Better buildings offer shortcut to a brighter energy future
Suzanne Toumbourou, ASBEC | 11 July 2017
Australia is at an energy crossroads. If we continue on the same path, there are a lot of hazards looming along the road.
Energy costs are rising fast. Our energy infrastructure is creaking at the seams, unable to cope with peak demand. Sometimes in summer, it just can’t handle the load and we’re plunged into blackouts. At the same time, our climate obligations under the Paris agreement mean we need to reduce our emissions, and quickly.
The recent Finkel Report laid out the stark reality: currently 77 per cent of our energy comes from dirty black or brown coal, 10 per cent from gas, and only 13 per cent from renewables. Professor Alan Finkel recommended that we replace ageing coal power stations and acknowledged the increasing contribution of distributed energy generation, like the rooftop solar that now adorns more than 1.6 million Australian homes.
There is a shortcut to lower emissions and cheaper energy bills, which can take some of the strain off our overloaded infrastructure. That shortcut goes via better buildings.
Buildings are crucial to our energy use. They use more than half of the electricity consumed in Australia, and are responsible for nearly a quarter of all carbon emissions. Reducing their demand for energy, and encouraging them to generate their own power, will help ease the pressure on our overload infrastructure, cut bills and lower emissions.
The National Construction Code governs minimum standards for Australian buildings. The energy provisions in the code are going to be updated in 2019. Every new building and major renovation must be built to the code, so even small changes can have a big effect when rolled out across millions of new homes and workplaces.
By 2030, buildings built after the next code comes into effect in 2019 could make up more than 25 per cent of residential and 26 per cent of commercial stock. By 2050, this could increase to 52 per cent of residential and a whopping 59 per cent of commercial stock.
If the code can enshrine key measures to make these buildings more efficient, we could save not just emissions, but money.
The Australian Sustainable Built Environment Council’s (ASBEC) Low Carbon, High Performance report showed how increased energy efficiency in our buildings could save $20 billion by 2030 – but only if we improve the minimum standards for buildings, equipment and appliances.
Now, ASBEC and ClimateWorks Australia are working towards an industry vision for the future of Australia’s building stock. We have partnered on a project to develop an industry-led, evidence-based pathway for the adoption of ambitious long-term targets for the energy performance requirements in the National Construction Code.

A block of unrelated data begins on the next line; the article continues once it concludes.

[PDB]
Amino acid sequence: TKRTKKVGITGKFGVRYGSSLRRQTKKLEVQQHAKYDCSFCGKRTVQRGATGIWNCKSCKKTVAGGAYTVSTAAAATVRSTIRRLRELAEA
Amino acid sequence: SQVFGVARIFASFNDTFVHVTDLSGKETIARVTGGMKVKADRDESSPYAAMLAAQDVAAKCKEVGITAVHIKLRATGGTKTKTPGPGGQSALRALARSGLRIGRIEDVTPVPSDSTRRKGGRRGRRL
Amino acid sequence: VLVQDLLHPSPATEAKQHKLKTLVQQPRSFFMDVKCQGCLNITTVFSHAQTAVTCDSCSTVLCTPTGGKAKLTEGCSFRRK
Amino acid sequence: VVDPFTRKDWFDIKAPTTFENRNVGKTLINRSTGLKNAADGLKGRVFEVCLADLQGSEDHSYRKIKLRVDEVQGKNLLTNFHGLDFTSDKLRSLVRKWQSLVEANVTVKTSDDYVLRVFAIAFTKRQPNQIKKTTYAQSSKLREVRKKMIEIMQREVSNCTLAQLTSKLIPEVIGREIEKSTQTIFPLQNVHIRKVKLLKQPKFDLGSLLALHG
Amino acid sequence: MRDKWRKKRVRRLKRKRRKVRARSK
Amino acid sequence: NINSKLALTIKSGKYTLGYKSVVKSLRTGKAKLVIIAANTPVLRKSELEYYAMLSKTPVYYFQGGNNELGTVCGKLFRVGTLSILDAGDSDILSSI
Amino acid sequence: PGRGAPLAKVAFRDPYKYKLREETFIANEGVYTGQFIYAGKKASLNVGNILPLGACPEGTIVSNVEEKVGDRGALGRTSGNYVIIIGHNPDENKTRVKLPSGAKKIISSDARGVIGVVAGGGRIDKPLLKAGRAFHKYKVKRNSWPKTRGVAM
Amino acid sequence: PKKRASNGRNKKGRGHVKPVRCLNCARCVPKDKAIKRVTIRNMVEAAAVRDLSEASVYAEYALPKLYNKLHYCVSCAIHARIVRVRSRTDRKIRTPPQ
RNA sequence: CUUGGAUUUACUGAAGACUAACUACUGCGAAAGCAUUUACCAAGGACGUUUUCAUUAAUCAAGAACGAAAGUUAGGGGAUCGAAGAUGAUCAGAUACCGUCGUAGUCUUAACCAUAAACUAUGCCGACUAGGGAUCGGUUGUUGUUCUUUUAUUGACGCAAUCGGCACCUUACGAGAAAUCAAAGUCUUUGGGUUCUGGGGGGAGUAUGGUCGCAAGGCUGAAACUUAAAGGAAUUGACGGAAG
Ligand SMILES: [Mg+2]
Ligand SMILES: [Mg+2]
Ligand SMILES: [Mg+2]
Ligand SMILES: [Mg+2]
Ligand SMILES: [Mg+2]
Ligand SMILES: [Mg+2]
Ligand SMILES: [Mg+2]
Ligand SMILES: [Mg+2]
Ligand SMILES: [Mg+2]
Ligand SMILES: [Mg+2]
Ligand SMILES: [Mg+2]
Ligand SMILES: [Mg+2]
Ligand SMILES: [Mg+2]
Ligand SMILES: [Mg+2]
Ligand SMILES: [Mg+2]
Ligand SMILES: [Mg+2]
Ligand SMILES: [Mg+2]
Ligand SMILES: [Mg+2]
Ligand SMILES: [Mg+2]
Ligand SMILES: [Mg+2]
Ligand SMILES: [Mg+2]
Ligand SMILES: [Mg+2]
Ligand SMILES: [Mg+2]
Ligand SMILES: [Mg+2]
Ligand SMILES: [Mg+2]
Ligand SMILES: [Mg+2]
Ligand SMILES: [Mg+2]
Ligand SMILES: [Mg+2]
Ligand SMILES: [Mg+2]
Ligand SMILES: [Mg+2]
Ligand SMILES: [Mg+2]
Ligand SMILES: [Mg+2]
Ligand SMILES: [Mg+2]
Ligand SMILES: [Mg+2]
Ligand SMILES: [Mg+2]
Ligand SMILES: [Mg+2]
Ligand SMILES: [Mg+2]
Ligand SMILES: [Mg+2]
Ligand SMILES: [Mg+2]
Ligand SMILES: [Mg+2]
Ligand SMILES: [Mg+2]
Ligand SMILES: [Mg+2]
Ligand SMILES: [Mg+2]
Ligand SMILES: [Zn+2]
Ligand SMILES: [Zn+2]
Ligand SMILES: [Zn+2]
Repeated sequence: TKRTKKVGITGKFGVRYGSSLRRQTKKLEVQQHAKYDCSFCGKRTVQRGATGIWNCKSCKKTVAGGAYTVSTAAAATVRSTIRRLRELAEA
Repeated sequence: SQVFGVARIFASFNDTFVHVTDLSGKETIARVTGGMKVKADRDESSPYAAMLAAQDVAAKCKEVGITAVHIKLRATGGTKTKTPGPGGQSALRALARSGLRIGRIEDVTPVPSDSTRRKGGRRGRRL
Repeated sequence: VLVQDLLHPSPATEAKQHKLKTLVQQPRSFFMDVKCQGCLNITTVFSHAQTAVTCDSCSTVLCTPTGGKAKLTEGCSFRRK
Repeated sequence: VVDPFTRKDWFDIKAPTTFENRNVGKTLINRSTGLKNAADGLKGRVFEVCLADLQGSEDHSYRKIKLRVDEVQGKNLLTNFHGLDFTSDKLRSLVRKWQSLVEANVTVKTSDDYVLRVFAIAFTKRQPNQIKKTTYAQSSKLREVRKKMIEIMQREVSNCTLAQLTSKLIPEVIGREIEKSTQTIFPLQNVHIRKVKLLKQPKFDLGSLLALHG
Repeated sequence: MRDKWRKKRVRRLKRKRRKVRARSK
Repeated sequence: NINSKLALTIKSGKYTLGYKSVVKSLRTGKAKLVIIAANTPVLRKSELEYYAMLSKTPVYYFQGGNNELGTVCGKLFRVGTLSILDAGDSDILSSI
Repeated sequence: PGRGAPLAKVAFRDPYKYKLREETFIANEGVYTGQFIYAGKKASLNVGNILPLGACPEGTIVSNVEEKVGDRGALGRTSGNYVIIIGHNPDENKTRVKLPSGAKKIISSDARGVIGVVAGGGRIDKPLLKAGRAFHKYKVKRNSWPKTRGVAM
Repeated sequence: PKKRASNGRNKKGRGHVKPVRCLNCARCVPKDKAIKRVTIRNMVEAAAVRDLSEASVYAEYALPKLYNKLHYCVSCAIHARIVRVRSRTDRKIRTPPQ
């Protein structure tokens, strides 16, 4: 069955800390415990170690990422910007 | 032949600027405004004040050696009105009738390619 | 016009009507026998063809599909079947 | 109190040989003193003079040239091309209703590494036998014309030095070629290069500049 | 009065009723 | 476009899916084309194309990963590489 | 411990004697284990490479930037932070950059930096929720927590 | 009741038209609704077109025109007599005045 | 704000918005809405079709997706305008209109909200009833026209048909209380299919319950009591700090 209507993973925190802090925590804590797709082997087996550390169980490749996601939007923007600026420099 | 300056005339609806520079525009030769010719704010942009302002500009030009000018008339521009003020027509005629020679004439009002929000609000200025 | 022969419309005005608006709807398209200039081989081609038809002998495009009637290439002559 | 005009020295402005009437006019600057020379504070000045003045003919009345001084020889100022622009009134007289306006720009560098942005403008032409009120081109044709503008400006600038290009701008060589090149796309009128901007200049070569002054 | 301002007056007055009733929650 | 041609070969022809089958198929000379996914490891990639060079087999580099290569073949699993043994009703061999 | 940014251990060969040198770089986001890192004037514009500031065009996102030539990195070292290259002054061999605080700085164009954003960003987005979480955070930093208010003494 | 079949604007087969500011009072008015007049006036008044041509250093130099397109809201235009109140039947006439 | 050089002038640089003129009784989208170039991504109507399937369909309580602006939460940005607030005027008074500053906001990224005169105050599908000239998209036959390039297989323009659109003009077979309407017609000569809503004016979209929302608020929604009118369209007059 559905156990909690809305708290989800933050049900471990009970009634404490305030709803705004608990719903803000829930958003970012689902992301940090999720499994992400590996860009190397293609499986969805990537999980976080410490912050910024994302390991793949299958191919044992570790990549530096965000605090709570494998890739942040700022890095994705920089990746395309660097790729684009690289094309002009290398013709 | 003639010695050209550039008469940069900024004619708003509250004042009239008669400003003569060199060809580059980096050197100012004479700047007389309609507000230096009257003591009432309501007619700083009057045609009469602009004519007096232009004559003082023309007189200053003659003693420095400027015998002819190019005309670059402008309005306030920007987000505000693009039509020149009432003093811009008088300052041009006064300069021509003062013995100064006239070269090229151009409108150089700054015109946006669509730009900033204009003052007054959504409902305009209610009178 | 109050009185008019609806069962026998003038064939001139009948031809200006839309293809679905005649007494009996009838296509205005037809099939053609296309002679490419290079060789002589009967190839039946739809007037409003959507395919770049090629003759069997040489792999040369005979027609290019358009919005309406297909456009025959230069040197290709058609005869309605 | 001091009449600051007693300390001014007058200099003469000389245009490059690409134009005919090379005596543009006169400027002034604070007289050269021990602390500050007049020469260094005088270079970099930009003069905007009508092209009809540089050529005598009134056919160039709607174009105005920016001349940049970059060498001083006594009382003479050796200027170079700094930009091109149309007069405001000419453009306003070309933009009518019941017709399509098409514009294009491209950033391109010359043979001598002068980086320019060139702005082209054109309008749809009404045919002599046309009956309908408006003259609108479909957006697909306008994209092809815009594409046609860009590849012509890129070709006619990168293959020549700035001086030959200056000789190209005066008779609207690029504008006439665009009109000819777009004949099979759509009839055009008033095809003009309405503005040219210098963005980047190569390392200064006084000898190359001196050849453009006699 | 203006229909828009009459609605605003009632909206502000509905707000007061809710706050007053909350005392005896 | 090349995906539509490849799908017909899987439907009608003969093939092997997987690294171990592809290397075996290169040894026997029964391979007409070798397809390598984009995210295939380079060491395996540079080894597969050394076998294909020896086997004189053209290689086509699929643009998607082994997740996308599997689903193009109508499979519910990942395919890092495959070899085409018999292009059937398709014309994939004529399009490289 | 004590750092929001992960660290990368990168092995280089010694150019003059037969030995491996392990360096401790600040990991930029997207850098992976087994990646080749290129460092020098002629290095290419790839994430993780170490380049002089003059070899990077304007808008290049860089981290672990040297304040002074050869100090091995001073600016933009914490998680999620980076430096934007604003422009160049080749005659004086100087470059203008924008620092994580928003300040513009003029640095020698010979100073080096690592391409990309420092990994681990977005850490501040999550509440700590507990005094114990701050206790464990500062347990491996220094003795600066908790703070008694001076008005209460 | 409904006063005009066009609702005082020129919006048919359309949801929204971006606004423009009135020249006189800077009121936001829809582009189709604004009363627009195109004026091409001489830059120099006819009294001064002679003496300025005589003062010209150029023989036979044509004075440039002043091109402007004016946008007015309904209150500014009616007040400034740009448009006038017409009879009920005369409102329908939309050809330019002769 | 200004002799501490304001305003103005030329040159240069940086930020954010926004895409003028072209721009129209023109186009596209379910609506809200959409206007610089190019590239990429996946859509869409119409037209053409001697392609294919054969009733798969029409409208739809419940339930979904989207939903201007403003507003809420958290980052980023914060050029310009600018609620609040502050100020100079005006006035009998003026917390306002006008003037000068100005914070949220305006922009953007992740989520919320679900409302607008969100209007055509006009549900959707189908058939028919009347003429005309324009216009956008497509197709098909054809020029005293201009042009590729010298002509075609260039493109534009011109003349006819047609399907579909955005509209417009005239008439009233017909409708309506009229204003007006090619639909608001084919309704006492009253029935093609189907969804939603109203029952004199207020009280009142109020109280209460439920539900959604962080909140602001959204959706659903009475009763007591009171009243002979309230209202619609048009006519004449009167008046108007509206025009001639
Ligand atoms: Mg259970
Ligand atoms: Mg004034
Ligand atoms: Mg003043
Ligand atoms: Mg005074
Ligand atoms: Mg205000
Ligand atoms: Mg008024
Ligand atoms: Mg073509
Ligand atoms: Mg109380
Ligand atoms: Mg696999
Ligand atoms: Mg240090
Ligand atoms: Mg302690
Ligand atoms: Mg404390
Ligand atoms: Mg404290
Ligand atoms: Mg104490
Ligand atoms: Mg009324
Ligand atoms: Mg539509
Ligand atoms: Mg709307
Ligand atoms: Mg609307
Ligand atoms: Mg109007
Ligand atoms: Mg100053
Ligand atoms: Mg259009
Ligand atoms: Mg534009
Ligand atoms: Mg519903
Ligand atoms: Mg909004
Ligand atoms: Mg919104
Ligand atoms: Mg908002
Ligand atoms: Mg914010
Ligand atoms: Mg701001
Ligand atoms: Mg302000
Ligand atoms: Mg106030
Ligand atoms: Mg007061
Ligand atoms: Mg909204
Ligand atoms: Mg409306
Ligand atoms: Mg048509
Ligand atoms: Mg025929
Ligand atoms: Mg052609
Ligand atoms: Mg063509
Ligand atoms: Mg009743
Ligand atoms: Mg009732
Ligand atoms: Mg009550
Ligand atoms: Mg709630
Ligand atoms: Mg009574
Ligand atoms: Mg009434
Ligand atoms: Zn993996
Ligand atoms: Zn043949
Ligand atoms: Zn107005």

An Issues Paper, to be formally released Wednesday 12 July, is calling for input from all parts of the industry – from architects, designers, planners and engineers to building companies and developers.
Working with CRC for Low Carbon Living as a technical partner, we’ll release an interim report in November stating the measures industry thinks the code needs to take to get us to lower emission, energy efficient buildings. Our final report will be released in March 2018.
Technology doesn’t stand still – it constantly changes and improves, with today’s pie-in-the-sky dream being tomorrow’s standard operation. At the same time, the code itself continues to evolve, with updates scheduled at three-year intervals. Over the coming nine months, the Building Code Energy Performance Trajectory Project will lay out a clear direction for the future evolution of the energy requirements in the code.
A continuously improving code will provide the market certainty needed to support innovation and investment by manufacturers and industry. For example, if builders know energy efficiency requirements are x today but will be x+1 next year, they are more likely to invest the time, effort and resources to implement higher performance building designs and technologies at lower cost to meet those future standards.
All this might sound pretty dry, but it has a major effect on the lives of the people living and working in our buildings. Energy efficient buildings are much cheaper to run, meaning lower bills for households and businesses. Buildings that use measures like natural light and employ the latest technology to keep cool or warm provide much greater comfort for those who use them, and greater protection in extreme weather.
Another reason that energy efficient buildings provide a shortcut to a better energy future is speed. If we improve the code and start building better buildings, the effects will be felt very quickly across our building stock.
Australia is truly at an energy crossroads, and we need to choose our path. Are we going to take the fast track to rising energy costs, ageing infrastructure and out of control carbon emissions? Or will we take the shortcut to a brighter future offered by building better buildings?
Suzanne Toumbourou is executive director at ASBEC.